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Opiate usage worsen natural endorphins

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- Fri, 14 Aug 2020 04:21:47 EST 7h33oZRL No.616764
File: 1597393307705.png -(837268B / 817.64KB, 768x512) Thumbnail displayed, click image for full size. Opiate usage worsen natural endorphins
is it True that opioid/opiate usage reduce the quality of the natural endorphins/opioids in the brain? (mostly kratom usage not the pills) or is this just propaganda?

Also using this analogy for benzo/gaba substances, does long-term benzo usage reduce the quality of the natural "gaba signal" ... (if you Know what Im Trying to say...) or is this only the case for opioids/opiates like heroin where ones natural endorphins 'stop being used' since now the heroin is the main source for it ...

but is it just propaganda that the natural endorphins get worse with opiate addiction or is it true.. and is there a good source showing all the facts about this.

When/how long are the natural endorphins restored then when quitting those opioid drugs ?
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Phineas Sondleman - Fri, 14 Aug 2020 05:05:07 EST 29QbCoeq No.616765 Reply
>>616764
mostly your brain has more endorphin receptors post opi abuse, and normal endorphin production doesnt scale up, so you feel like you're missing something always, or is at least one reason why opis would feel good(craving), even if you learn to cope with your own endorphins. However LDN helps fix this greatly
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Ian Ningergold - Fri, 14 Aug 2020 07:01:39 EST O5uX90f5 No.616767 Reply
>>616765
Interesting, more endorphin receptors? I wish you had anything to back that claim.
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Emma Focklechutch - Fri, 14 Aug 2020 14:43:57 EST 5W6KIQkA No.616771 Reply
>>616769
>basic biology and chemistry look it up
So opiates creating more endorphin receptors is just some bullshit you made on on the spot, gotcha.
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Emma Focklechutch - Fri, 14 Aug 2020 15:41:34 EST 5W6KIQkA No.616773 Reply
>>616772
There's literally no source backing that up, that wojack actually describes you as you try to appear smug, nb.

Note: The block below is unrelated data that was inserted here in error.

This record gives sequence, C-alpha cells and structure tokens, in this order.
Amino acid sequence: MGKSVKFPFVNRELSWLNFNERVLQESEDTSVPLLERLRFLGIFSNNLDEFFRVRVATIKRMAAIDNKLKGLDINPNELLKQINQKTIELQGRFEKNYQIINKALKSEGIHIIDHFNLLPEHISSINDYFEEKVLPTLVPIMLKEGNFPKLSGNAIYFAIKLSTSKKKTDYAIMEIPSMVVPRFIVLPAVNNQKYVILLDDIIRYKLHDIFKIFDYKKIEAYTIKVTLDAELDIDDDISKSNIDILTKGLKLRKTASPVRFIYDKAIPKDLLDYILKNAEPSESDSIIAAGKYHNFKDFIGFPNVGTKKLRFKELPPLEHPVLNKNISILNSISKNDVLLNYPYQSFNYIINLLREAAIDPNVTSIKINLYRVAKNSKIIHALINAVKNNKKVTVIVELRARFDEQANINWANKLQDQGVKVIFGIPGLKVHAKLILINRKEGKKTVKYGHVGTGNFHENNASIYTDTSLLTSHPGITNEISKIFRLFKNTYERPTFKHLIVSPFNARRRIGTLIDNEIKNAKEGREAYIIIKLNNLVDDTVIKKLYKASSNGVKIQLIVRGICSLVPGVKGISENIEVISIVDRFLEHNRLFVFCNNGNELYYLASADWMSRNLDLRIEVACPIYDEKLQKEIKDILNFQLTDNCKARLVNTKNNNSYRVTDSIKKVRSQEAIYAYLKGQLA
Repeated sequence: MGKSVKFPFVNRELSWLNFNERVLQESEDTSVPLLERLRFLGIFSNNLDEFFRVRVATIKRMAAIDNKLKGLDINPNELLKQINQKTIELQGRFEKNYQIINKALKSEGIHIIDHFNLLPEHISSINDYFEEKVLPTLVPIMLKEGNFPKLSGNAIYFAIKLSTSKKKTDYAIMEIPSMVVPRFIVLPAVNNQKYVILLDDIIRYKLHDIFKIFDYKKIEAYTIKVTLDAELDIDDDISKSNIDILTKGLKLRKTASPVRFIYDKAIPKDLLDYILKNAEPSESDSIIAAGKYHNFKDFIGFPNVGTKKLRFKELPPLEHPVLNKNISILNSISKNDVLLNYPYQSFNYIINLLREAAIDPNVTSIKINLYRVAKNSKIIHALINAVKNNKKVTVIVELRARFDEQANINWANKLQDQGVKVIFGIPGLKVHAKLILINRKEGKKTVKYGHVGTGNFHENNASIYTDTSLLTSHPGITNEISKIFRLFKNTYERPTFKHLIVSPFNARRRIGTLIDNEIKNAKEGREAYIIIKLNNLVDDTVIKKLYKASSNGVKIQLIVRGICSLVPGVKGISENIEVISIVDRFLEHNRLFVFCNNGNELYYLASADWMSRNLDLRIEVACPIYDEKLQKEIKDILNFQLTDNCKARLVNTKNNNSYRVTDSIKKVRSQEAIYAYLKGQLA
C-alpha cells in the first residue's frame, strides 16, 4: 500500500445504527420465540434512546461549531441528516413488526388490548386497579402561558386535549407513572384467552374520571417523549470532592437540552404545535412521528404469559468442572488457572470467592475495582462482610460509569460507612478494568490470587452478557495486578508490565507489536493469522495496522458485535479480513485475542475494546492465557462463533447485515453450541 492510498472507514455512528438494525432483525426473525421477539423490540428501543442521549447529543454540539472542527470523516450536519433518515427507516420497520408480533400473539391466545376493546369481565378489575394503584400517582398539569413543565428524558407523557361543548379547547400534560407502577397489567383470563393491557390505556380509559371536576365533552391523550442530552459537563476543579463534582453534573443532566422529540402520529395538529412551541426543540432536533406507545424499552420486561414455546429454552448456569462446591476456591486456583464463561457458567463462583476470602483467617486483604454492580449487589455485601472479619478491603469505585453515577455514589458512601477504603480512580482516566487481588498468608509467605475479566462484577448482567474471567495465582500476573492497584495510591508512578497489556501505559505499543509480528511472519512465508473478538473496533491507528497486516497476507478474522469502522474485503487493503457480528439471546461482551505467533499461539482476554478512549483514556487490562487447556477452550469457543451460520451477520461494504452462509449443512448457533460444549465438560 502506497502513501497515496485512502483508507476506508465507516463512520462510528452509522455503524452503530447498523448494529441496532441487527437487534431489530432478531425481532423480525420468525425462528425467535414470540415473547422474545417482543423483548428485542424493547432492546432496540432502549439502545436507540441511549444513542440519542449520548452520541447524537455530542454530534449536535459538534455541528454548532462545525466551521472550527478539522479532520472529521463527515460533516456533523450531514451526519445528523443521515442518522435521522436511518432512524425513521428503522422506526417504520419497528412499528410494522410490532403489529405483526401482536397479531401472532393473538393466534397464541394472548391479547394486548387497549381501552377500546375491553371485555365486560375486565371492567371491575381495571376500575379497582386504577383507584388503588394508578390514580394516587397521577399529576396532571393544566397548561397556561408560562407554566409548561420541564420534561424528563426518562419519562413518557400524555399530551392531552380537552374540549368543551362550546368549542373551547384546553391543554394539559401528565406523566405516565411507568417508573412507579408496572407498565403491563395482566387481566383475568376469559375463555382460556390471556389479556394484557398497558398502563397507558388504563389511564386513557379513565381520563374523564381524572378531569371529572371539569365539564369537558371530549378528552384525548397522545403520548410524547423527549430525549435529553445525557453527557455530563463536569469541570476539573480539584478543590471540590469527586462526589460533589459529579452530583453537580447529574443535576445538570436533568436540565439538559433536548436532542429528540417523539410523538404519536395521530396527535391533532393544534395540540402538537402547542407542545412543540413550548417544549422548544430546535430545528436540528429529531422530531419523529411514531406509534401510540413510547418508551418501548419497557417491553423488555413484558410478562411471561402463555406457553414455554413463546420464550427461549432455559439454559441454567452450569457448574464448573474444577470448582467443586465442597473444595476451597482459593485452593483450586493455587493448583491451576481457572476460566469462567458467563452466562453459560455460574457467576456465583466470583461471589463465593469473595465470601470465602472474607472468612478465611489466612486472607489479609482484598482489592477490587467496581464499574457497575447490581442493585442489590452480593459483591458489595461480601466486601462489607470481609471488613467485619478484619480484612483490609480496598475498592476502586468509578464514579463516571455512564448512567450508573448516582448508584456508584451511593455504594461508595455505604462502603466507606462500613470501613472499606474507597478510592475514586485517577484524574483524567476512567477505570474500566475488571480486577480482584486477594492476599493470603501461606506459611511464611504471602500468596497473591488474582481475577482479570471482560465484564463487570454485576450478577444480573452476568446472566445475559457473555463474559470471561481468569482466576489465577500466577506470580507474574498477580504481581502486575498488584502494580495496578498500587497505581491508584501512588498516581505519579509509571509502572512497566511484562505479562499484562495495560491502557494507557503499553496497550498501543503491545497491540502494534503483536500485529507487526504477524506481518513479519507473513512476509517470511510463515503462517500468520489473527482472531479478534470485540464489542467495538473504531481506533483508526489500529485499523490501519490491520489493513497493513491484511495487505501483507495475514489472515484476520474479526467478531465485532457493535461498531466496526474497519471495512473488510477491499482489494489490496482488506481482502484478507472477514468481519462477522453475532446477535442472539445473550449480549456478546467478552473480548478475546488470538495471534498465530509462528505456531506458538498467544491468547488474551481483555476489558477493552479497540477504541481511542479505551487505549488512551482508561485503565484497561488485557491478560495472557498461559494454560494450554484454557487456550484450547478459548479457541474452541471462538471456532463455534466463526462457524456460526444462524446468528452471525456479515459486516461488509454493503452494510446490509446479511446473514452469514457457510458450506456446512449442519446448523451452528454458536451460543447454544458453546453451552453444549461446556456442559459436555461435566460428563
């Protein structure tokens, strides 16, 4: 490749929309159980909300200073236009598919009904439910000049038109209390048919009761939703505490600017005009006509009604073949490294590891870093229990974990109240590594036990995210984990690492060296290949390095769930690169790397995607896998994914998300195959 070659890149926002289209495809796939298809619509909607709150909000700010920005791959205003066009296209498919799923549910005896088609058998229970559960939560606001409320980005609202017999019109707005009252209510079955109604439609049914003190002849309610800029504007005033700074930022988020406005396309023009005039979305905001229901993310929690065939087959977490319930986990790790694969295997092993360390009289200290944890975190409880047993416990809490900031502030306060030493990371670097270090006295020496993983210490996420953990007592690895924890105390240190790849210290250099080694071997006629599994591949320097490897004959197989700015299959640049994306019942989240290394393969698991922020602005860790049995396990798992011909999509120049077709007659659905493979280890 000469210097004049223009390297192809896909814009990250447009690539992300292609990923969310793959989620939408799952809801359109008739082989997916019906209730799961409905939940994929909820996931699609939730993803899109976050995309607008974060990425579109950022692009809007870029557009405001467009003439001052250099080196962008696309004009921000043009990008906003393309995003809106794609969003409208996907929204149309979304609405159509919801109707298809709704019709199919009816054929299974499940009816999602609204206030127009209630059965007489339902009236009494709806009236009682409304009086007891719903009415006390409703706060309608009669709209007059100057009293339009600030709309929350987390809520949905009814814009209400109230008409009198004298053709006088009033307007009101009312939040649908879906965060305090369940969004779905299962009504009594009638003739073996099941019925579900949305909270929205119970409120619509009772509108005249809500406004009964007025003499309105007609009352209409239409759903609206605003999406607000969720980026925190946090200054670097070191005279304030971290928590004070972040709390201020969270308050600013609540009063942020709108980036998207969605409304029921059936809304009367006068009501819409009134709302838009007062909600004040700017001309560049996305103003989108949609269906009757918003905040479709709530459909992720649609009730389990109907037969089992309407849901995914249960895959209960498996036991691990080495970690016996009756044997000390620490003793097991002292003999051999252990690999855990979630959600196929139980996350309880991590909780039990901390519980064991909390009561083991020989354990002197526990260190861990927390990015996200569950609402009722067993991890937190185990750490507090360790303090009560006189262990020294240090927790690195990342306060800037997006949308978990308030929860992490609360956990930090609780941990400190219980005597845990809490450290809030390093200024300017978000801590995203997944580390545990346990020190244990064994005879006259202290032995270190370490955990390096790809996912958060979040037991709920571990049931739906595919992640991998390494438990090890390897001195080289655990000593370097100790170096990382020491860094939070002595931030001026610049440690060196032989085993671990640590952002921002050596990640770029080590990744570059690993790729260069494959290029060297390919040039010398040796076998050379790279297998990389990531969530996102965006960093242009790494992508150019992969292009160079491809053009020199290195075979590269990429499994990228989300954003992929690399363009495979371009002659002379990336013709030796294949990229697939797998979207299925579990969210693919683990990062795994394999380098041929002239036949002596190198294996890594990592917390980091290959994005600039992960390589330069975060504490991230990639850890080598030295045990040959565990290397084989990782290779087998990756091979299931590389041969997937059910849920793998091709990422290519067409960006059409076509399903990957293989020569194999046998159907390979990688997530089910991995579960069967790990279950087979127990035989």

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m - Fri, 14 Aug 2020 16:26:34 EST jv0zZnW9 No.616775 Reply
1597436794140.jpg -(293043B / 286.17KB, 1500x1000) Thumbnail displayed, click image for full size.
>>616765
I think what the guys are attempting to say is that long-term, persistent consumption of basically any and all exogenous (originating outside the body) opioid agonists slowly causes receptor desensitizing, due to down regulation of the mu opioid receptor sites among other, potentially more complex mechanisms of tolerance buildup and the establishment of physical dependence. In addition, the more exogenous opioids you put into your body, the less endogenous opioids your body naturally produces (in an attempt to reach a pharmacological equilibrium/homeostasis, as your body perceives your external opioid consumption as if your body is accidentally producing "too many" opioids and thus heavily cuts back on making its own).

When you quit/take a tolerance break, your external origin of opioids somewhat abruptly ceases to exist, which really confuses your body. Not only are you artificially used to producing very limited levels of endogenous opioid, but also your receptor sites are again heavily downregulated/generally desensitized, further worsening the overall problem.

The one specific aspect that Pineas Sondleman scored full points for, however, was his focus on use the of naltrexone, specifically LDN (low dose naltrexone, or approximately around ~0.5-3mg of nltx, though the dosage range of LDN can vary from as low as ~200-250ug/0.2-0.25mg, to as much as ~4-5mg of nltx) if you are 100% guaranteed to be totally cleared of active opioids/major active opioid metabolites (if you have any degree of physical dependency), or even smaller doses of naltrexone called ULDN (ultra low dose naltrexone, or between ~2-100ug/0.002mg-0.1mg nltx slowly titrated upward over time taken orally) if you're still physically dependent and have active opioids in your system (yes even kratom).

ULDN is best used to both actively reduce your current physical dependency and the rate of dependency/tolerance increase whilst in active, consistent opioid consumption. It also can significant reduce future withdrawal symptoms if taken for at least a few weeks alongside your opioid of choice for tapering off the opi, though the longer you use ULDN the more effective it generally is.